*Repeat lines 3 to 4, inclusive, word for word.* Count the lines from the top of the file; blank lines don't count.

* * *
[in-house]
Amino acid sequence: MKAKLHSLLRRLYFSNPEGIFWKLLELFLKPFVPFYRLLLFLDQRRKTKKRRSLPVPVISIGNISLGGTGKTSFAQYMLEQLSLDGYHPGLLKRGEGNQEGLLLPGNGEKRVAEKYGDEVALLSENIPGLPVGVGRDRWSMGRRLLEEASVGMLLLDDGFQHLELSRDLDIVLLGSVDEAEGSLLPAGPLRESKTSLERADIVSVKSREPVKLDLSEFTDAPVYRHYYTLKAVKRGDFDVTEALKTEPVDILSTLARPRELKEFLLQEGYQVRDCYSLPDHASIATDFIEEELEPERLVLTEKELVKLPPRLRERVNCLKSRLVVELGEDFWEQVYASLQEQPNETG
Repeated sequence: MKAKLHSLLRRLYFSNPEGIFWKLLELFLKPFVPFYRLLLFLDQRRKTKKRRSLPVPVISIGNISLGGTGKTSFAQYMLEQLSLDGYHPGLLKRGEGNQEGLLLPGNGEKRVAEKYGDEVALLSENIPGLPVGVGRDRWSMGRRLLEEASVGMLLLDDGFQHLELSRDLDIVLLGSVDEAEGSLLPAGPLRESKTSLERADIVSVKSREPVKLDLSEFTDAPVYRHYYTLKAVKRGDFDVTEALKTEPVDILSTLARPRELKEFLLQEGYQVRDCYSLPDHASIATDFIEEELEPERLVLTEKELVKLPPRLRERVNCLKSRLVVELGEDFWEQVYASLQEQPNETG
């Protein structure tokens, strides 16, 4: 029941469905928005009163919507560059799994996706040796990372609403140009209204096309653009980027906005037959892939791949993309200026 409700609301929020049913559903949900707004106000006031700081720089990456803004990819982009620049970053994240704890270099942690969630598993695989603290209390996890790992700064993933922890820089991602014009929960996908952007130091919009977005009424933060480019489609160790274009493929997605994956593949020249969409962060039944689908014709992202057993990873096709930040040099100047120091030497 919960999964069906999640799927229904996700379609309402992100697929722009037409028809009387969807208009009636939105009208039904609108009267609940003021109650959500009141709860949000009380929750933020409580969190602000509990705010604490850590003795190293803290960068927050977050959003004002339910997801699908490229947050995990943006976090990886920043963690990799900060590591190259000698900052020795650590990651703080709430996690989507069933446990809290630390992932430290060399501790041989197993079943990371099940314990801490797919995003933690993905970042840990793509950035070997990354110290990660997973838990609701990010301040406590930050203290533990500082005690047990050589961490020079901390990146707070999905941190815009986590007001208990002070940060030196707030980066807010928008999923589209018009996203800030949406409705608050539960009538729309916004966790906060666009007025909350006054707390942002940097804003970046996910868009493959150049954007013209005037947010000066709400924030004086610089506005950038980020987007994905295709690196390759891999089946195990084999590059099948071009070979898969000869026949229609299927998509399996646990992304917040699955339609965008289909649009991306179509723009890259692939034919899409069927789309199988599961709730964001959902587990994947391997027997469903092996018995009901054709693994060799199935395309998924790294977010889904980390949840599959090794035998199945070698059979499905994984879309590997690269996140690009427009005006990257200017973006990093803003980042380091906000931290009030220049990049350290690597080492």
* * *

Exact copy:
Repeated sequence: MKAKLHSLLRRLYFSNPEGIFWKLLELFLKPFVPFYRLLLFLDQRRKTKKRRSLPVPVISIGNISLGGTGKTSFAQYMLEQLSLDGYHPGLLKRGEGNQEGLLLPGNGEKRVAEKYGDEVALLSENIPGLPVGVGRDRWSMGRRLLEEASVGMLLLDDGFQHLELSRDLDIVLLGSVDEAEGSLLPAGPLRESKTSLERADIVSVKSREPVKLDLSEFTDAPVYRHYYTLKAVKRGDFDVTEALKTEPVDILSTLARPRELKEFLLQEGYQVRDCYSLPDHASIATDFIEEELEPERLVLTEKELVKLPPRLRERVNCLKSRLVVELGEDFWEQVYASLQEQPNETG
């Protein structure tokens, strides 16, 4: 029941469905928005009163919507560059799994996706040796990372609403140009209204096309653009980027906005037959892939791949993309200026 409700609301929020049913559903949900707004106000006031700081720089990456803004990819982009620049970053994240704890270099942690969630598993695989603290209390996890790992700064993933922890820089991602014009929960996908952007130091919009977005009424933060480019489609160790274009493929997605994956593949020249969409962060039944689908014709992202057993990873096709930040040099100047120091030497 919960999964069906999640799927229904996700379609309402992100697929722009037409028809009387969807208009009636939105009208039904609108009267609940003021109650959500009141709860949000009380929750933020409580969190602000509990705010604490850590003795190293803290960068927050977050959003004002339910997801699908490229947050995990943006976090990886920043963690990799900060590591190259000698900052020795650590990651703080709430996690989507069933446990809290630390992932430290060399501790041989197993079943990371099940314990801490797919995003933690993905970042840990793509950035070997990354110290990660997973838990609701990010301040406590930050203290533990500082005690047990050589961490020079901390990146707070999905941190815009986590007001208990002070940060030196707030980066807010928008999923589209018009996203800030949406409705608050539960009538729309916004966790906060666009007025909350006054707390942002940097804003970046996910868009493959150049954007013209005037947010000066709400924030004086610089506005950038980020987007994905295709690196390759891999089946195990084999590059099948071009070979898969000869026949229609299927998509399996646990992304917040699955339609965008289909649009991306179509723009890259692939034919899409069927789309199988599961709730964001959902587990994947391997027997469903092996018995009901054709693994060799199935395309998924790294977010889904980390949840599959090794035998199945070698059979499905994984879309590997690269996140690009427009005006990257200017973006990093803003980042380091906000931290009030220049990049350290690597080492």